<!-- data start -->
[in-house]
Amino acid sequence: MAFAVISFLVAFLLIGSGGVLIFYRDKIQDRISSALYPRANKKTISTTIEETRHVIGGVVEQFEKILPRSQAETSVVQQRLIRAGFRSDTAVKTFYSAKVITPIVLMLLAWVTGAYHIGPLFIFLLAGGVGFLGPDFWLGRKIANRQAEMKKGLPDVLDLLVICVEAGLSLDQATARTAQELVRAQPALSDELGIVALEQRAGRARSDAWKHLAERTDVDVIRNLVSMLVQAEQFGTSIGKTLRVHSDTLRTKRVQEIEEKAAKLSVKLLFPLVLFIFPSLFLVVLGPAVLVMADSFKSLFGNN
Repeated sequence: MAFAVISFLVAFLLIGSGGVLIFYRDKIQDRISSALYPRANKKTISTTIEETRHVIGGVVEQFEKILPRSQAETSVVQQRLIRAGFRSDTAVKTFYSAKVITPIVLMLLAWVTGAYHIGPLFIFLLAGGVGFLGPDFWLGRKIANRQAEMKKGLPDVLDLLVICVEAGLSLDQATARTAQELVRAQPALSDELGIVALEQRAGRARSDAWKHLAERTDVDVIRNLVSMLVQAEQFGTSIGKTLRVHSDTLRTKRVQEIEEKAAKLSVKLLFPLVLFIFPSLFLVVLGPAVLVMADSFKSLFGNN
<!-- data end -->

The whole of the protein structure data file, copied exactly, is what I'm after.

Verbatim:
[in-house]
Amino acid sequence: MAFAVISFLVAFLLIGSGGVLIFYRDKIQDRISSALYPRANKKTISTTIEETRHVIGGVVEQFEKILPRSQAETSVVQQRLIRAGFRSDTAVKTFYSAKVITPIVLMLLAWVTGAYHIGPLFIFLLAGGVGFLGPDFWLGRKIANRQAEMKKGLPDVLDLLVICVEAGLSLDQATARTAQELVRAQPALSDELGIVALEQRAGRARSDAWKHLAERTDVDVIRNLVSMLVQAEQFGTSIGKTLRVHSDTLRTKRVQEIEEKAAKLSVKLLFPLVLFIFPSLFLVVLGPAVLVMADSFKSLFGNN
Repeated sequence: MAFAVISFLVAFLLIGSGGVLIFYRDKIQDRISSALYPRANKKTISTTIEETRHVIGGVVEQFEKILPRSQAETSVVQQRLIRAGFRSDTAVKTFYSAKVITPIVLMLLAWVTGAYHIGPLFIFLLAGGVGFLGPDFWLGRKIANRQAEMKKGLPDVLDLLVICVEAGLSLDQATARTAQELVRAQPALSDELGIVALEQRAGRARSDAWKHLAERTDVDVIRNLVSMLVQAEQFGTSIGKTLRVHSDTLRTKRVQEIEEKAAKLSVKLLFPLVLFIFPSLFLVVLGPAVLVMADSFKSLFGNN